On the path to a prosperous green future, we should be guided by science.
That’s the track private forest landowners and state government policymakers have walked together since 1999, when we made the positive choice to adopt adaptive forest management practices that put science --- not politics --- in the driver’s seat on decisions we make about our natural environment.
What’s adapative management, you say? We’re glad you asked.
By gathering and analyzing scientific data to measure how well specific forest practices are doing at meeting our shared goals --- ensuring that our healthy working forests preserve clean, cool water and habitats for salmon --- adaptive management practices are an invaluable tool. Using the data, policymakers will be able to set regulations with greater precision to do the most good for our environment without going so far that sustainable forestry is harmed.
But on the way to a good thing, it’s easy to get lost and earlier this year the state government went missing on keeping its commitment to this shared goal.
Although the state Senate unanimously passed a bill to fund adaptive management, and an overwhelming bipartisan majority of legislators in the state House pledged support for the measure, time ran out on the session and the legislation failed to get a hearing or a vote.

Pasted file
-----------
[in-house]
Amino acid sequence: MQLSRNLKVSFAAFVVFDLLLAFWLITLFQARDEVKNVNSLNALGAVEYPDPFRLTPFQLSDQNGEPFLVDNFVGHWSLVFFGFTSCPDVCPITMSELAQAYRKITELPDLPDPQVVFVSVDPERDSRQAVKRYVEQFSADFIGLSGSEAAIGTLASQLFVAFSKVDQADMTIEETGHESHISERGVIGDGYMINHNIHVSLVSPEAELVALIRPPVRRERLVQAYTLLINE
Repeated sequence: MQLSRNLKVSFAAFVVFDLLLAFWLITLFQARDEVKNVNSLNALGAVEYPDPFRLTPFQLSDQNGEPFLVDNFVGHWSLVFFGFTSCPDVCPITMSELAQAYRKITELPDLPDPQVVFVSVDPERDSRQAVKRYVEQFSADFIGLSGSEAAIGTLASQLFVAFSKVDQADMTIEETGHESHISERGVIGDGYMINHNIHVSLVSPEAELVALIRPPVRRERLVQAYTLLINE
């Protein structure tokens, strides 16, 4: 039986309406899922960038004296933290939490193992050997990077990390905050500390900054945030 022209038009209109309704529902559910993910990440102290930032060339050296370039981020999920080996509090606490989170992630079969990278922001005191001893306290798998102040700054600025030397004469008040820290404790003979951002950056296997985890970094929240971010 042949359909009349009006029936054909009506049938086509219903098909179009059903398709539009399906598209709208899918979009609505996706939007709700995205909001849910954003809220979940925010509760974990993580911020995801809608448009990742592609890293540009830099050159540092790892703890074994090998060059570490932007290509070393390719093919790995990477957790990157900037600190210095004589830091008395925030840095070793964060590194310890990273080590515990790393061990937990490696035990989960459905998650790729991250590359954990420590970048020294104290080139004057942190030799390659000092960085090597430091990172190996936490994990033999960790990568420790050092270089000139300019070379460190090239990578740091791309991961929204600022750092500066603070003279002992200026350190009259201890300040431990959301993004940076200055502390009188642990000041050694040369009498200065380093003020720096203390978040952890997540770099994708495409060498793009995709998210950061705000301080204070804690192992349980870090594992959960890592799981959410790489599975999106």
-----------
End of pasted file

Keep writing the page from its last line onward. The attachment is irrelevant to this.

There is still hope to maintain Washington state's position as a place where science guides our public policy and our environment truly matters. The governor has indicated that he wants to see adaptive management move forward, and strong support is still present in the legislature.
Next year, the state budget will be as hot a topic as ever. Funding adaptive management holds the potential to be a net revenue positive for the state, because adaptive management identifies when specific practices can be modified to allow more work to be done in our forests without cutting corners on our environmental commitments.
Adaptive management is a win for the environment, a win for everyone involved in our working forests, a win for the state, and a win for science.
We will keep you informed on developments in this important issue affecting our working forests.